How Common is Addison’s Disease in Dogs


AAddison’s disease is an adrenal gland disorder in which the body cannot produce enough cortisol and sometimes aldosterone, two of the most important hormones the body makes. The disease affects humans as well as dogs and cats. It is considered uncommon in dogs and rare in cats.

The following are a few symptoms that may be associated with Addison’s Disease in dogs:

  • Lethargy
  • Loss of appetite & weight loss
  • Muscle weakness
  • Vomiting & diarrhea
  • Bloody stools
  • Weakened pulse
  • Increased thirst & urination
  • Shaking
dog sitting

How Common is Addison’s Disease in Dogs?

Fortunately, Addison’s disease is relatively uncommon in dogs. When it does occur, it is most prevalent in female dogs ranging from young to middle-aged, although it can affect any age, breed, or gender of dog. Certain breeds may be more prone to developing the disorder such as Great Danes, Labrador Retrievers, Bearded Collies, Standard Poodles, and Portuguese Water Dogs.

How is Addison’s Disease Diagnosed in a Dog?

The ACTH Stimulation Test is the gold standard for diagnosing Addison’s disease in dogs. It allows your veterinarian to assess the functioning of the adrenal gland’s response to stress in your dog. Your vet will administer an injection of synthetic adrenocorticotropic hormone (ACTH), measuring the levels of cortisol in the blood before and after the injection.

Since the symptoms of Addison’s Disease are often non-specific, such as vomiting and diarrhea, it is a somewhat complex disorder to recognize and diagnose. Urination is another symptom of Addison’s, although frequent indoor urination can be the result of many different unrelated issues. If your dog is experiencing any of the above symptoms, it could be the result of a number of issues unrelated to Addison’s.

If an adrenal gland issue is suspected, veterinarians will often test for an increased concentration of potassium in the blood and a decrease in sodium. While these symptoms may suggest Addison’s Disease, they are not a comprehensive diagnosis. Ultimately, the ACTH Stimulation Test and further imaging tests are required for a diagnosis.

dog laying on ground

What Causes Addison’s Disease in Dogs?

The cause of Addison’s disease in dogs is most often an autoimmune response that leads to damage of the adrenal glands. Although the cause of this response is not well understood, it is most likely that the immune system wrongly interprets normal body parts as foreign.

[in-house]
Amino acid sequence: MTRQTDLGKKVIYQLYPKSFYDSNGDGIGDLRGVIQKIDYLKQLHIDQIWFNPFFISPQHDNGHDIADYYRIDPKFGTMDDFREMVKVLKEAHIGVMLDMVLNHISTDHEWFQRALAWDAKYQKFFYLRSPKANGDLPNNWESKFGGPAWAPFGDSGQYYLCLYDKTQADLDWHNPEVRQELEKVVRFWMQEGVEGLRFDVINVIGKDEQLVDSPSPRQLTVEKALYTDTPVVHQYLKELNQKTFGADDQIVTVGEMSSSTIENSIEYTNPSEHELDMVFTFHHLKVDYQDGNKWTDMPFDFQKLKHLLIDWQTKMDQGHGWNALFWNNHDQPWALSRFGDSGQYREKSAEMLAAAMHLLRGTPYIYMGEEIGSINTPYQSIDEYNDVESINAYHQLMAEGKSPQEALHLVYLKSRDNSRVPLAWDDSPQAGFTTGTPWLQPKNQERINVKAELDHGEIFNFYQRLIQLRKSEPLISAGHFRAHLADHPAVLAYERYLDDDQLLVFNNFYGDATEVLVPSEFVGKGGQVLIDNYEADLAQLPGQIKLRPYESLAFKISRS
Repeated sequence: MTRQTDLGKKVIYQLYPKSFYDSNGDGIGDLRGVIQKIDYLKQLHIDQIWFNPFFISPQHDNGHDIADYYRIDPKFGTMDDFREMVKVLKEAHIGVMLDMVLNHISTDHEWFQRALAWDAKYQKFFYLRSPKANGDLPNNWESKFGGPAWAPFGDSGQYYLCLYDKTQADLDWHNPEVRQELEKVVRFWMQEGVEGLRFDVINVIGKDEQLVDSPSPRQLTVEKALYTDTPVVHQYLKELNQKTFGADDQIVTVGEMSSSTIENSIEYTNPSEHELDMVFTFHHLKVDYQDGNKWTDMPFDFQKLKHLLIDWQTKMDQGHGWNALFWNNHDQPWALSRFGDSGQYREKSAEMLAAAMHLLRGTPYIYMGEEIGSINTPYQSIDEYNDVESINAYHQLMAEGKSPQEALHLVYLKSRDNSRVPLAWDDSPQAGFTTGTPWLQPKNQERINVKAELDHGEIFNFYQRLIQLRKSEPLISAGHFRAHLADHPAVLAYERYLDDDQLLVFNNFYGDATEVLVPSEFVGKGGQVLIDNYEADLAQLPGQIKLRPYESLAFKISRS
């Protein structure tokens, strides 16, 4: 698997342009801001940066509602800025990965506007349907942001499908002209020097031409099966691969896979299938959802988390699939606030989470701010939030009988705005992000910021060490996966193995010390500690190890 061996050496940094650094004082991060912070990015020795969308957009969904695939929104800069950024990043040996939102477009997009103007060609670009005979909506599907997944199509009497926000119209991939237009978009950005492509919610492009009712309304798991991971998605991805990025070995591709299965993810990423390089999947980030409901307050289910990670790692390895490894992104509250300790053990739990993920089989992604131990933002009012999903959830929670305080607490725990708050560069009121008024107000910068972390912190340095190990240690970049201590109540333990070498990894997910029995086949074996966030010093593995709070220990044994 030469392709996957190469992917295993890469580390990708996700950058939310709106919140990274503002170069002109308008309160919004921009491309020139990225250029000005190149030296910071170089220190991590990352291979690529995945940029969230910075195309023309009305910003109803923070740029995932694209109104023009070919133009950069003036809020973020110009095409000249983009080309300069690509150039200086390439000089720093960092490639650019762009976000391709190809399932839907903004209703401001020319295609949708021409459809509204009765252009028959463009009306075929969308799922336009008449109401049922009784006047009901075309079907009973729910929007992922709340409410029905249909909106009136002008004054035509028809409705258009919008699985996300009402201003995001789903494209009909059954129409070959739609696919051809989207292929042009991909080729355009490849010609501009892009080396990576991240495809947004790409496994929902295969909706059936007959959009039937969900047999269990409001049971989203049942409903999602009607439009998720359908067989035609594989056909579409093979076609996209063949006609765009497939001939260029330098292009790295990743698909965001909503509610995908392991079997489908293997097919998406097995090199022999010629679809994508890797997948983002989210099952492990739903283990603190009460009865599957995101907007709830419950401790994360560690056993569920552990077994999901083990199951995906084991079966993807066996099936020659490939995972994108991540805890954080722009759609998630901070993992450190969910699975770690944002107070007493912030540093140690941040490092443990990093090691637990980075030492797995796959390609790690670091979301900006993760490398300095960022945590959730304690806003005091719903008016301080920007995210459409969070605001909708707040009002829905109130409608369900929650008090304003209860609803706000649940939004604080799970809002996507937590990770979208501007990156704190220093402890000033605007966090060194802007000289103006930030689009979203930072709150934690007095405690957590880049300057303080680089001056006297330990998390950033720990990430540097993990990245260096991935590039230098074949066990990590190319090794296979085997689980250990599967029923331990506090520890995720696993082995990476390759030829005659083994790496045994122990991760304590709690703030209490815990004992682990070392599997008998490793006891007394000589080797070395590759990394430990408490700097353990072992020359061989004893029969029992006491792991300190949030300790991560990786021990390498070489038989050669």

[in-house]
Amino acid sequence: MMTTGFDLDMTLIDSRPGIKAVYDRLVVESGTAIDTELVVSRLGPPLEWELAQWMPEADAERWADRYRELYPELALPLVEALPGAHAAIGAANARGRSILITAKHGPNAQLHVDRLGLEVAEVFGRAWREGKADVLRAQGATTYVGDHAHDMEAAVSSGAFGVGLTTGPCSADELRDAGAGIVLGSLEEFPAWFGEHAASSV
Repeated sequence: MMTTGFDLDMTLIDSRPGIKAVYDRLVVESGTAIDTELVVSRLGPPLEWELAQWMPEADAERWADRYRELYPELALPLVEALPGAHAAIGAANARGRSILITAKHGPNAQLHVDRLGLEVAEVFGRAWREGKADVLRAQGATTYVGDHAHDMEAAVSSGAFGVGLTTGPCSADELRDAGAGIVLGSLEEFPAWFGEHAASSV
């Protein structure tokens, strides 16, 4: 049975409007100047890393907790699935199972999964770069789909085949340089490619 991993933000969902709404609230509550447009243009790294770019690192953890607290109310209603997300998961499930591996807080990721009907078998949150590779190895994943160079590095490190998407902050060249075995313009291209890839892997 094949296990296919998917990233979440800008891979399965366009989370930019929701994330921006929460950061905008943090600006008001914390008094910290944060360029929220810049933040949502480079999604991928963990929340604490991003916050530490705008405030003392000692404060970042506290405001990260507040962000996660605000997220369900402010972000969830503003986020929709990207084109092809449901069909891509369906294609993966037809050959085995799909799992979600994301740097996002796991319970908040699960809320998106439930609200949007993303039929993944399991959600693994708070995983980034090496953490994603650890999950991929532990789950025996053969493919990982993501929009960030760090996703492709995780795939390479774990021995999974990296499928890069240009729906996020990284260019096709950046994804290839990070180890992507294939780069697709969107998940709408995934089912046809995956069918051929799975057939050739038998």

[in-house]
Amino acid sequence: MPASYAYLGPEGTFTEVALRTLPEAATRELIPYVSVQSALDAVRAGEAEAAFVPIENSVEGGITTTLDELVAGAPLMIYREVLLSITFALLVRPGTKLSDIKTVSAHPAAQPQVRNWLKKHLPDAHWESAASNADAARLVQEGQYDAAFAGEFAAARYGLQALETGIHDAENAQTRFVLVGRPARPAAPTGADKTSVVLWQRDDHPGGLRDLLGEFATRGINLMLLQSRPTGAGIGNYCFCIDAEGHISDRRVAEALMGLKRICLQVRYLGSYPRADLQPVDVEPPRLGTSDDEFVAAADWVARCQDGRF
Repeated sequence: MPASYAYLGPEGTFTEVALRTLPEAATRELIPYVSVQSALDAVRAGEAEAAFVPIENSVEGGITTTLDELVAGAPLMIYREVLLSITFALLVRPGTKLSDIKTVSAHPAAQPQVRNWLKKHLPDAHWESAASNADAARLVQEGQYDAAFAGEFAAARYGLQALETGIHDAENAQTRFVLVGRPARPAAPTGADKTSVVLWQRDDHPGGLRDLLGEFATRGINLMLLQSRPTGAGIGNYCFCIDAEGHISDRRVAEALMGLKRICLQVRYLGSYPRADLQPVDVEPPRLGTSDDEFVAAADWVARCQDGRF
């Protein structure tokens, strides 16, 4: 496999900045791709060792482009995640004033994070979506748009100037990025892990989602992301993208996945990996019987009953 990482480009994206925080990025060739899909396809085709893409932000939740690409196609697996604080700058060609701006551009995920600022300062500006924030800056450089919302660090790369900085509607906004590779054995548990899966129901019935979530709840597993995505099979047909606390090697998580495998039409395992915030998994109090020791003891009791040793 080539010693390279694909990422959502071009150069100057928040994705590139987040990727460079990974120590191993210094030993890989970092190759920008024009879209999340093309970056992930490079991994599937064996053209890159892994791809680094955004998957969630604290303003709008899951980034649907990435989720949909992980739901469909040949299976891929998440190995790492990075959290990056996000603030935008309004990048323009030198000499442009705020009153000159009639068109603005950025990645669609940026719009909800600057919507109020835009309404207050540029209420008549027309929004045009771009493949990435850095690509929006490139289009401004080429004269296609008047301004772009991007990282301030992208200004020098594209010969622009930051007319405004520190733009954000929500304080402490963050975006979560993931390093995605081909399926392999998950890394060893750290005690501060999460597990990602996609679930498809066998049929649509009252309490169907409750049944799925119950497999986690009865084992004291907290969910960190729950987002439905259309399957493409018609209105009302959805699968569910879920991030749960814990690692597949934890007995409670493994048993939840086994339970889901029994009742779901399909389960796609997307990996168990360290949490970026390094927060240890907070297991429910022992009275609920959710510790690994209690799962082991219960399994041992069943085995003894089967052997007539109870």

In the case of Addison’s, this would cause the dog’s immune system to attack the adrenal glands and inhibit the essential production of the hormone cortisol and occasionally aldesterone.

Another cause of Addison’s disease in dogs, although less common, is cancer or infection that invades and damages the adrenal glands, again inhibiting essential hormone production and increasing the risk of death if not diagnosed and treated.

Can Addison’s Disease be Cured?

Unfortunately, Addison’s disease cannot be cured. However, once diagnosed it is most definitely treatable.

If your dog is diagnosed with Addison’s disease, they will need to undergo long-term treatment such as Glucocorticoid Replacement Therapy and take Mineralocortoid medications. Your veterinary team will inform you how they choose to proceed with treating your pet.

Most often, treatment of Addison’s disease in dogs involves the hormone replacement therapy mentioned, as well as any other medications or therapies prescribed by your vet. Your dog will require hormone replacement therapy for the rest of their life in order to live with the disease. With proper diagnosis and treatment, most dogs will go on to live normal and happy lives.

Although Addison’s disease generally cannot be prevented in dogs, it’s important to recognize the common symptoms so that you can take your dog in for a check-up if they are demonstrating them.

Routine vet visits are essential for the health and well-being of your dog, so make sure your dog is set-up with consistent veterinary care. Adopted a quarantine puppy? Check out this article on getting quarantine puppies up to speed with socialization.

To learn more, please visit the and

Leave a Comment

Please note, comments must be approved before they are published